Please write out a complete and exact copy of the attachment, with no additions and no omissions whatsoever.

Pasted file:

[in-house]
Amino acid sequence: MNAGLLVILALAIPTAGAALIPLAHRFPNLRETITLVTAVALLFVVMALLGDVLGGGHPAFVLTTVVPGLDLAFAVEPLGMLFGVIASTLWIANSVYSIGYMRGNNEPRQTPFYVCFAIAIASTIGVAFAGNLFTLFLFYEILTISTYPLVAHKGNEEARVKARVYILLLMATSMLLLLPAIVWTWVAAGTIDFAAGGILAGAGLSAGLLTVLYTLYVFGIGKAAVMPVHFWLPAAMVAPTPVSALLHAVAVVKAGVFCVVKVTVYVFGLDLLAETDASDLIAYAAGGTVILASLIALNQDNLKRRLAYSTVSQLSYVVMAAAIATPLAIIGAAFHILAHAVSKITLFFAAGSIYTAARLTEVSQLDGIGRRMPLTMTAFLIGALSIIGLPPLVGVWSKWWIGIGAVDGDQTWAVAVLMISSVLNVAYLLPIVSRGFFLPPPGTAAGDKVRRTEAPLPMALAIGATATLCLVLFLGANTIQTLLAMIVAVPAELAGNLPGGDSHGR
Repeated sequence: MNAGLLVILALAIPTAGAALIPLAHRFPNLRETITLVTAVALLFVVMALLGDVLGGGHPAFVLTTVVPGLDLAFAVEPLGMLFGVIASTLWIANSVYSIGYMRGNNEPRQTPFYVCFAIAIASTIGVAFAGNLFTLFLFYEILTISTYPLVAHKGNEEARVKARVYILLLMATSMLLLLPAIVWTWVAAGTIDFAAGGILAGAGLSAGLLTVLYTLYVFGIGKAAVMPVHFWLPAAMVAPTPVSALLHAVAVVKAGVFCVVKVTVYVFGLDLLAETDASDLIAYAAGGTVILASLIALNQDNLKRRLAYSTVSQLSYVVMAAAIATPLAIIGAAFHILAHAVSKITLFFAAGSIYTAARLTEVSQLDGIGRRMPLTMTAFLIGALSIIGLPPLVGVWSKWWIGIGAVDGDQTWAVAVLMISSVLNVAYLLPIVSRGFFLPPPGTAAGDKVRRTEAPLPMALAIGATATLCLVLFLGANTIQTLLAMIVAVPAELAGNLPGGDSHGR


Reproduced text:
[in-house]
Amino acid sequence: MNAGLLVILALAIPTAGAALIPLAHRFPNLRETITLVTAVALLFVVMALLGDVLGGGHPAFVLTTVVPGLDLAFAVEPLGMLFGVIASTLWIANSVYSIGYMRGNNEPRQTPFYVCFAIAIASTIGVAFAGNLFTLFLFYEILTISTYPLVAHKGNEEARVKARVYILLLMATSMLLLLPAIVWTWVAAGTIDFAAGGILAGAGLSAGLLTVLYTLYVFGIGKAAVMPVHFWLPAAMVAPTPVSALLHAVAVVKAGVFCVVKVTVYVFGLDLLAETDASDLIAYAAGGTVILASLIALNQDNLKRRLAYSTVSQLSYVVMAAAIATPLAIIGAAFHILAHAVSKITLFFAAGSIYTAARLTEVSQLDGIGRRMPLTMTAFLIGALSIIGLPPLVGVWSKWWIGIGAVDGDQTWAVAVLMISSVLNVAYLLPIVSRGFFLPPPGTAAGDKVRRTEAPLPMALAIGATATLCLVLFLGANTIQTLLAMIVAVPAELAGNLPGGDSHGR
Repeated sequence: MNAGLLVILALAIPTAGAALIPLAHRFPNLRETITLVTAVALLFVVMALLGDVLGGGHPAFVLTTVVPGLDLAFAVEPLGMLFGVIASTLWIANSVYSIGYMRGNNEPRQTPFYVCFAIAIASTIGVAFAGNLFTLFLFYEILTISTYPLVAHKGNEEARVKARVYILLLMATSMLLLLPAIVWTWVAAGTIDFAAGGILAGAGLSAGLLTVLYTLYVFGIGKAAVMPVHFWLPAAMVAPTPVSALLHAVAVVKAGVFCVVKVTVYVFGLDLLAETDASDLIAYAAGGTVILASLIALNQDNLKRRLAYSTVSQLSYVVMAAAIATPLAIIGAAFHILAHAVSKITLFFAAGSIYTAARLTEVSQLDGIGRRMPLTMTAFLIGALSIIGLPPLVGVWSKWWIGIGAVDGDQTWAVAVLMISSVLNVAYLLPIVSRGFFLPPPGTAAGDKVRRTEAPLPMALAIGATATLCLVLFLGANTIQTLLAMIVAVPAELAGNLPGGDSHGR